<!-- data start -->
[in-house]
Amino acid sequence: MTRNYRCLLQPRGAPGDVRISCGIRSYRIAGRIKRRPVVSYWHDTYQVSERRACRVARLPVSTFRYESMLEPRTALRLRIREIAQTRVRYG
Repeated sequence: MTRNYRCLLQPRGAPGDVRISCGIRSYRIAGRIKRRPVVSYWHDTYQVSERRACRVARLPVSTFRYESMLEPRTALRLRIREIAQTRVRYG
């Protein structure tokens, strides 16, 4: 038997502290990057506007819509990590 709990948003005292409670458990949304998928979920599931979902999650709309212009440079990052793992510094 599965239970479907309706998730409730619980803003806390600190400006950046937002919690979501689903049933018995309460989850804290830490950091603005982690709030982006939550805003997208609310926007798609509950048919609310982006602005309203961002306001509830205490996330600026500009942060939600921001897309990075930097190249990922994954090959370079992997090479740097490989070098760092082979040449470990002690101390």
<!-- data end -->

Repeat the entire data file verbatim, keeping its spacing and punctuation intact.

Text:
[in-house]
Amino acid sequence: MTRNYRCLLQPRGAPGDVRISCGIRSYRIAGRIKRRPVVSYWHDTYQVSERRACRVARLPVSTFRYESMLEPRTALRLRIREIAQTRVRYG
Repeated sequence: MTRNYRCLLQPRGAPGDVRISCGIRSYRIAGRIKRRPVVSYWHDTYQVSERRACRVARLPVSTFRYESMLEPRTALRLRIREIAQTRVRYG
């Protein structure tokens, strides 16, 4: 038997502290990057506007819509990590 709990948003005292409670458990949304998928979920599931979902999650709309212009440079990052793992510094 599965239970479907309706998730409730619980803003806390600190400006950046937002919690979501689903049933018995309460989850804290830490950091603005982690709030982006939550805003997208609310926007798609509950048919609310982006602005309203961002306001509830205490996330600026500009942060939600921001897309990075930097190249990922994954090959370079992997090479740097490989070098760092082979040449470990002690101390």